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Cottage Farm Historic District

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1850. Cottage Farm.
  • Cottage Farm Historic District (Amos A. Lawrence House) (Peter Vanderwarker or Antonina Smith)

Amos A. Lawrence, head of one of Boston's most influential families, acquired land in this section of Brookline in 1850 for a country home with an easy commute to the city. He called his suburban retreat Cottage Farm and hired George Dexter to build a stone Gothic Revival residence (1851, 135 Ivy Street, NRD). Across the street Dexter built a smaller Gothic house for his daughter Emily and her husband, Thomas Hall (1851, 156 Ivy Street, NRD). Expressive of English architectural traditions other than the Gothic Revival popularized by Andrew Jackson Downing, both stone houses feature minimized exterior ornament. Dexter retired from practice after he completed these houses, perhaps his most important surviving commissions. Lawrence added a chapel wing to his house in 1865, commemorating the fall of Richmond and memorializing President Lincoln. Although the interior was remodeled in 1997, the exterior has been carefully restored, including the fence that dates from 1899 when the house was turned and moved east on its lot.

Nearby Frederick Sears erected a third stone cottage (25 Cottage Farm Road, NRD) in 1850–1851 on land given by his father, David Sears. No architect is known, but the house resembles the demolished David Sears House (1843) by Edward Shaw. Although also constructed of stone, the Frederick Sears House characterizes more fully the American interpretations of Gothic Revival.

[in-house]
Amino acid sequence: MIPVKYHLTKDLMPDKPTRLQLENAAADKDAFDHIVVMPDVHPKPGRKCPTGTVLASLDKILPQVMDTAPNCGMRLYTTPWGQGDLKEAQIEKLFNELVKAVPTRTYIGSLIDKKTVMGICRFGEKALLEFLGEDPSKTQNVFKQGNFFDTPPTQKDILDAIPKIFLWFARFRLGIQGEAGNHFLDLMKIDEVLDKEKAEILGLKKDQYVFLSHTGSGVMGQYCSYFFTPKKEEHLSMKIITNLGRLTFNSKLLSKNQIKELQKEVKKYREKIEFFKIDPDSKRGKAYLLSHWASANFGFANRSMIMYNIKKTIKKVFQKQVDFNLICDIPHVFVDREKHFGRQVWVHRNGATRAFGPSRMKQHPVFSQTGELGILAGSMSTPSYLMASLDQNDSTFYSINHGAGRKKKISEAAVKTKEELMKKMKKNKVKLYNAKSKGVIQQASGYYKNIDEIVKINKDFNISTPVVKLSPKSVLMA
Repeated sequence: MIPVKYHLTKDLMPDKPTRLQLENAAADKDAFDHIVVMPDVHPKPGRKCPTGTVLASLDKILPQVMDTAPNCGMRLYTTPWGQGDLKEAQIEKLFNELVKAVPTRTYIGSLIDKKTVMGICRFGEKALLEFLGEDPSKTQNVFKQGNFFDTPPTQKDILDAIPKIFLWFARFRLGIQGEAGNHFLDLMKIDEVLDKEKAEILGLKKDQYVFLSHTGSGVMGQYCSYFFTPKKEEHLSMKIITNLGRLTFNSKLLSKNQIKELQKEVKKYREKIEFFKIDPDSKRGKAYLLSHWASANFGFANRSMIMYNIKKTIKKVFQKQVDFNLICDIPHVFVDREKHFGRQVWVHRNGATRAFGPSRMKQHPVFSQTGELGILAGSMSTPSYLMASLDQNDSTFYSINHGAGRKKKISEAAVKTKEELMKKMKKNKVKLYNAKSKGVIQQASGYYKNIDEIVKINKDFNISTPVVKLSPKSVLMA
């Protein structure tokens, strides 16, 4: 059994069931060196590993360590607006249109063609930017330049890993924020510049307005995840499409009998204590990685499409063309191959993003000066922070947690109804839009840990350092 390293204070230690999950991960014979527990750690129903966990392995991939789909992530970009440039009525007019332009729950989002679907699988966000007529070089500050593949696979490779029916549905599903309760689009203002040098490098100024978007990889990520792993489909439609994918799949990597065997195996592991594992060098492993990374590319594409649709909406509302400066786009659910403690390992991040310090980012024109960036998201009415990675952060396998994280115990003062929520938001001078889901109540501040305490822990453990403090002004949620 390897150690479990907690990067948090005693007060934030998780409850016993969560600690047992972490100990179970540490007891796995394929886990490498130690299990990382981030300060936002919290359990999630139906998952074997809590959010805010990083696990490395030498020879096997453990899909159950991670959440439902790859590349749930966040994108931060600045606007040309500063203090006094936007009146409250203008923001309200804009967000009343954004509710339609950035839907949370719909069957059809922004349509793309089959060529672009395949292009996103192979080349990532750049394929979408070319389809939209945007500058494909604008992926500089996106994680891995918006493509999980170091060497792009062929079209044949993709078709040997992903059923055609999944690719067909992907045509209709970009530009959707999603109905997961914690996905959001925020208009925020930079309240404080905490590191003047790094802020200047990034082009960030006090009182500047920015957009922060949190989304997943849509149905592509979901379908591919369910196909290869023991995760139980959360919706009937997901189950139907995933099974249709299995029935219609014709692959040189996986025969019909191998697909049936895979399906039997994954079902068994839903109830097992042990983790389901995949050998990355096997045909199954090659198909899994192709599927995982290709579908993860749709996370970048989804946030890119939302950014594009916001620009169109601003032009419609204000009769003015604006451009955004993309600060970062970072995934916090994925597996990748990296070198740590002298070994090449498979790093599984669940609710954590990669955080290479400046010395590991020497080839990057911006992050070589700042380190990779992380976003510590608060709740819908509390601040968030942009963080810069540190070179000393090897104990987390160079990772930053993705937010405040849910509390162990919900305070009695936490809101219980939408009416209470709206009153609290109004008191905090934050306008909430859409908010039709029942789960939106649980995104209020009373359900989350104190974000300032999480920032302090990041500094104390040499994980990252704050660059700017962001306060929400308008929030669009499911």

Amos Lawrence built several brick single-family houses for rental purposes in the vicinity of his own house, such as the early example of the Mansard style at 96 Ivy Street (1853, NRD) and the Gothic Revival cottage at 89 Carlton Street (1855, NRD). After Lawrence's death in 1885, prominent turn-of-the-twentieth-century firms designed many houses in this neighborhood. An outstanding example is the French Renaissance–style house built in 1908 for oil company owner Bernard Jenny Jr. (132 Carlton Street, NRD), one of several in the Cottage Farm Historic District by Kilham and Hopkins.

Writing Credits

Keith N. Morgan


What's Nearby


Keith N. Morgan, "Cottage Farm Historic District", [Brookline, Massachusetts], SAH Archipedia, eds. Gabrielle Esperdy and Karen Kingsley, Charlottesville: UVaP, 2012—,

Print Source

Cover: Buildings of Massachusetts

Buildings of Massachusetts: Metropolitan Boston, Keith N. Morgan, with Richard M. Candee, Naomi Miller, Roger G. Reed, and contributors. Charlottesville: University of Virginia Press, 2009, 496-497.

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